Welcome back to Forrester’s blog series, 50/50, where we showcase two sides of a B2C marketing issue. This time, we explore how consumers feel about Capital One’s bid to acquire Discover — and how differentiated credit card brands are in the eyes of customers.

The main catalyst for this research is Capital One’s announced plan to acquire Discover. To better understand consumer sentiment around this proposed acquisition, we surveyed 504 panel members from Forrester’s ConsumerVoices Market Research Online Community (MROC) in early April.

When It Comes To Capital One Buying Discover, Most Consumers Respond With A Shrug

The feedback on the proposed acquisition is overwhelmingly apathetic: Just over three-fourths (76%) of panel members reported being “neutral” when asked how they feel about Capital One buying Discover. People who do have an opinion on the merger tend to view it favorably: 15% feel “positive” or “very positive,” while just 9% feel “negative” or “very negative.”

Respondents who are neutral on the acquisition say things like:

  • “I don’t know what changes, if any, Capital One will make — hence, neutral.”
  • “Takeovers happen all the time.”
  • “I don’t know enough about it to comment.”
  • “I would need to know how it will change or what they will offer.”

Respondents who view the acquisition positively say things like:

  • “It will provide more opportunities and advantages for customers.”
  • “Both companies have excellent customer service and reputations.”
  • “It will lead to stronger companies and maintain their popularity.”
  • “Both companies have good savings and innovative offerings.”

There were several negative comments directed specifically at one of the companies based on past interactions that the individual respondent had with the brand. Other respondents who view the acquisition negatively say things like:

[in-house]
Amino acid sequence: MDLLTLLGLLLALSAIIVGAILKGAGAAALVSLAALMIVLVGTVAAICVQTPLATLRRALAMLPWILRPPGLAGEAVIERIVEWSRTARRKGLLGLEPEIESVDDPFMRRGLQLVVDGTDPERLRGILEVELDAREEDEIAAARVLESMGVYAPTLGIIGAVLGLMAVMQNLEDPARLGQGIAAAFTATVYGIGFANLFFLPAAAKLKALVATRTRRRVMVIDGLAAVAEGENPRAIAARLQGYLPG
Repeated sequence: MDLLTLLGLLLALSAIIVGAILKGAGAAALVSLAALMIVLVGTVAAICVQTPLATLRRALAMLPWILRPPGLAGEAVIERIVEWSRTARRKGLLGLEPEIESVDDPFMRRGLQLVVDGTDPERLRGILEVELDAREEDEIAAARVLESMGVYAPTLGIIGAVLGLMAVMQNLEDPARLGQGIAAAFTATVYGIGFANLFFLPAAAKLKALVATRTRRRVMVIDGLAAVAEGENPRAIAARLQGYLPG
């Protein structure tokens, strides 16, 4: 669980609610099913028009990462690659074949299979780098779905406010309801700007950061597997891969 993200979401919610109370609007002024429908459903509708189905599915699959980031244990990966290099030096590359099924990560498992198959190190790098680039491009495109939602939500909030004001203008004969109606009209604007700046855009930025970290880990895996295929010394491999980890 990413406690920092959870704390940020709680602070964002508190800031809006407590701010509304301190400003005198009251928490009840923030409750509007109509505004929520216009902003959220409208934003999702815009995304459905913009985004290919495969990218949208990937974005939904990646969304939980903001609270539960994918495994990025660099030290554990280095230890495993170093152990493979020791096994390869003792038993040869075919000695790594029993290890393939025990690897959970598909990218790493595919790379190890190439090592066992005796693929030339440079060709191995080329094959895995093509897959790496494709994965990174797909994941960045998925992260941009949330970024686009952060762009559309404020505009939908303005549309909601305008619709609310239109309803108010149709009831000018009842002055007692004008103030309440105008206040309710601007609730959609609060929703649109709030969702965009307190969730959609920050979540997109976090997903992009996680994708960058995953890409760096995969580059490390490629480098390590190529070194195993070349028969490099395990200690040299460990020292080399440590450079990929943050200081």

• “I am sick and tired of large companies buying up others. It becomes impossible to do anything against them. They do whatever they want, and we pay the price.”
  • “It will limit competition and screw over the consumer.”

As these quotes illustrate, the responses fell into the following themes:

  • Pro: growth and innovation. Consumers are looking forward to new and innovative products that result from the acquisition, improvements on existing technology, and broader credit card acceptance and network reach.
  • Pro: Many view both brands in high regard and expect that a combined entity would attract new customers based on their reputation. Existing customers would be willing to stay with the brand given their benefits and quality of service.
  • Neutral: lack of information. Most neutral feelings from this announcement stem from a lack of information around what the acquisition would look like and what its impact on customers would be.
  • Con: limited competition. Some worry that a reduction in competition could limit the product options available to them.

An Underlying Factor: Credit Card Brands Are Largely Undifferentiated

Some of the neutrality is, of course, because the acquisition hasn’t actually happened yet (and could still be scotched by regulators). But our research shows that a powerful factor is the broader lack of brand differentiation in the credit card market: When asked about the statement “All credit card companies offer similar services and benefits,” 45% of respondents say they agree with this view — including one in 10 who say that they “strongly” agree. Only 31% of respondents disagree (see chart below).

Respondents who felt that credit card brands lack differentiation say things like:

  • “They all offer similar interest rates and benefits.”
  • “From what I’ve seen, there isn’t much difference from one credit card to another.”
  • “Most offer rewards programs and similar security features.”
  • “They all pretty much offer the same thing … ”

Those who disagree that credit card brands tend to be similar say things like:

  • “There are credit card companies that provide services that others don’t.”
  • “They all have different benefit programs, fee structures, and rewards programs.”
  • “Some credit cards have way better benefits than other cards.”


Differentiation in financial services (or a lack thereof) is a topic that Forrester has extensive research on, and being good enough to retain customers is no longer sufficient! Our research shows that banks cannot achieve sustained, profitable growth without differentiation.

Forrester will be publishing additional research on the Capital One + Discover merger, including further data on customers’ perceptions of each brand, what it means for digital experiences, and why the move illustrates how old-school business strategy can still be decisive in a digitally disrupted world.

For more info on this or any of that upcoming research, contact us!

Thank you,

Peter, Dipanjan, Sohm, and Michael